Lancashire batting allrounder Emma Lamb has been awarded an England Rookie Contract, following her graduation last year from Edge Hill University.
Lamb was a key member of the Lancashire side which won the county double in 2017, scoring 333 runs and taking 13 wickets. The following season she bettered that, scoring 497 runs at an average of over 40, and taking 11 wickets with her off-spin.
She also made 30 appearances for Lancashire Thunder in the KSL, scoring 329 runs at a Strike Rate of 99, and taking 21 wickets with a best of 4-17.
Lamb, who has been a member of the Academy squad since she was a teenager, attended the Professional Cricketers Association’s 2020 “Rookie Camp” in February alongside Kirstie Gordon, and told the PCA’s in-house magazine Beyond The Boundaries:
“I don’t think you can underestimate how difficult it can be to balance university studies with training. It’s quite hard to focus on just the cricket.”
“After completing my Sports and Exercise Science degree at Edge Hill University, I’ve earned my contract so [cricket’s] now my main focus where it wasn’t before.”
Although women’s Rookie Contracts are by themselves not a full-time living wage, they allow a player who might otherwise have had to go out and look for a regular job to continue within the system; and Lamb will also be able to supplement her England contract with her earnings from playing for the
Werther’s Manchester Originals in The Hundred, assuming that goes ahead in August.
There’s a definite need to “find” more batsmen. There’s been a steady influx of bowlers over the last few years – inevitability with varying degrees of success – but not many batsmen have broken through. Sophia Dunkley and Bryony Smith are the only ones who have been given any opportunity (and Smith was picked more for her bowling, somewhat puzzlingly). Both seem to have fallen out of favour since.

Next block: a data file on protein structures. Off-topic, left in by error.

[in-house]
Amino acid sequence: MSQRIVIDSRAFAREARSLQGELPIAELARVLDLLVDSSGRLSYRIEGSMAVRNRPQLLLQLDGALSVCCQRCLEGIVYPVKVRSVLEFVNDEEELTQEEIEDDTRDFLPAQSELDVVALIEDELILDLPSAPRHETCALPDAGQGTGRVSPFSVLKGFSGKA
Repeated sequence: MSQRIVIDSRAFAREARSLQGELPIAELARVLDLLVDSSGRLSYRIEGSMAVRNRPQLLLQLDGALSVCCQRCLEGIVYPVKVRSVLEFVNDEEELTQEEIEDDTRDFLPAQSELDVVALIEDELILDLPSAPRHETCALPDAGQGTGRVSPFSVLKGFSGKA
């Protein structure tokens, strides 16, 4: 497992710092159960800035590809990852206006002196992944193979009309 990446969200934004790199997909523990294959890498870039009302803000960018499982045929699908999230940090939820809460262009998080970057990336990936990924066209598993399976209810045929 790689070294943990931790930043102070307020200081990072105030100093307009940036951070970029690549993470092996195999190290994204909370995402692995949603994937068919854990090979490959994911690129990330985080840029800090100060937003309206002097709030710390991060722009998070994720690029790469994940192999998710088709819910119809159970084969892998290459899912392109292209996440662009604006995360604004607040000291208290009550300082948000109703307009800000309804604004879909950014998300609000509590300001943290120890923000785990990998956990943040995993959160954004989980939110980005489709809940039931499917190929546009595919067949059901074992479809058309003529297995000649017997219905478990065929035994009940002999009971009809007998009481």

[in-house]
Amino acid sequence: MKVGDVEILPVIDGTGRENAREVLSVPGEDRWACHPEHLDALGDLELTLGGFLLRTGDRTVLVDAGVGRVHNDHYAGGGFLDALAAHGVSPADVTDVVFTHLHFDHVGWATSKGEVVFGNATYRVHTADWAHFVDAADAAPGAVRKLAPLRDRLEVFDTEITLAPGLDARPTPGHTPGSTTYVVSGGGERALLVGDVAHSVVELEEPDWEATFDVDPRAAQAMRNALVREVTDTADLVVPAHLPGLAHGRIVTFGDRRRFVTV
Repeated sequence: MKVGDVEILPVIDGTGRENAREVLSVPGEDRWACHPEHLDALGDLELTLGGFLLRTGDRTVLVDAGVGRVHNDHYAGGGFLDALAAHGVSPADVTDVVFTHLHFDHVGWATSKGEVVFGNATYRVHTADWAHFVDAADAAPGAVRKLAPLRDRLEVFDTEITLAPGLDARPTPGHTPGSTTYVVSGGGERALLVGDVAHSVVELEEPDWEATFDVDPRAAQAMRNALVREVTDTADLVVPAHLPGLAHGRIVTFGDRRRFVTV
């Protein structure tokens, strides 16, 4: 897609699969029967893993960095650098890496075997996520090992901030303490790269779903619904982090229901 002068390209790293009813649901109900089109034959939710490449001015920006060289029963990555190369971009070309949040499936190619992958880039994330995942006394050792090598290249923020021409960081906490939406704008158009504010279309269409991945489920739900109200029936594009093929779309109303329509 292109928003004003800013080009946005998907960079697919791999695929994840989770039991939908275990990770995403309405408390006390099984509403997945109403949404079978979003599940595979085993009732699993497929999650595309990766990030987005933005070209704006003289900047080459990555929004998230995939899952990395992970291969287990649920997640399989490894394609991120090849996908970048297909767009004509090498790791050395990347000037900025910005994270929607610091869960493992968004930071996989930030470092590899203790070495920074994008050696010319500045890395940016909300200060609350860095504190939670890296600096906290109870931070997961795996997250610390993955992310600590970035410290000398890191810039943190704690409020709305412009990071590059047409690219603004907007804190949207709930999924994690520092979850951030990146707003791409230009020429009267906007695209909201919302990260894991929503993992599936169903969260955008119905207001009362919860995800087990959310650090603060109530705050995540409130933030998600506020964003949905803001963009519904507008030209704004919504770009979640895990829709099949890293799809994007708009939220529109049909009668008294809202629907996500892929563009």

It’s not as though there are many obvious candidates screaming for a chance. We hear a lot about Issy Wong and Lauren Bell as the next uncapped cabs off the bowling ranks, but it’s very quiet on the batting front.
England do have a little leeway – none of the current batsmen are likely to retire for a couple of years at least, I wouldn’t have thought, but they do need pressure on them to perform. We all do, or we get too comfortable in life. Its human nature. Sooner or later the next generation need to be given chances to succeed OR fail. It’s the only way you’ll ever know about them.
Discussion of the relative lack of batters coming through is chance to dust off a stat that only continues to get more incredible.
The last English woman to bat in the top six on ODI debut was Fran Wilson in November 2010.
Most recent times women’s ODI debutants batted in the top six for each nation:
2019 – IND, SL
2018 – PAK, NZ, BAN
2017 – WI, IRE
2016 – SA, AUS
2011 – NED (last time they had ODI status)
2010 – ENG
Double 2015 slipped in there, but you get the point,
Another way to make a similar point is to analyse the innings of players on their debut. Since Fran Wilson’s 1st ODI cap mentioned above (which was sadly a golden duck by the way) the sequence has been DNB, DNB, 41, 3, 1, DNB, 1*, 1*, DNB, 3, DNB, 9, DNB, DNB, DNB, DNB ………. and related number of wickets lost have been 3, 6, 8, 7, 7, 0, 10, 10, 4, 10, 2, 10, 6, 4, 6 ……… so its not really caused by the higher order batsmen hogging the bowling, rather as Hypocaust has noted, a lack of top 6 debutants.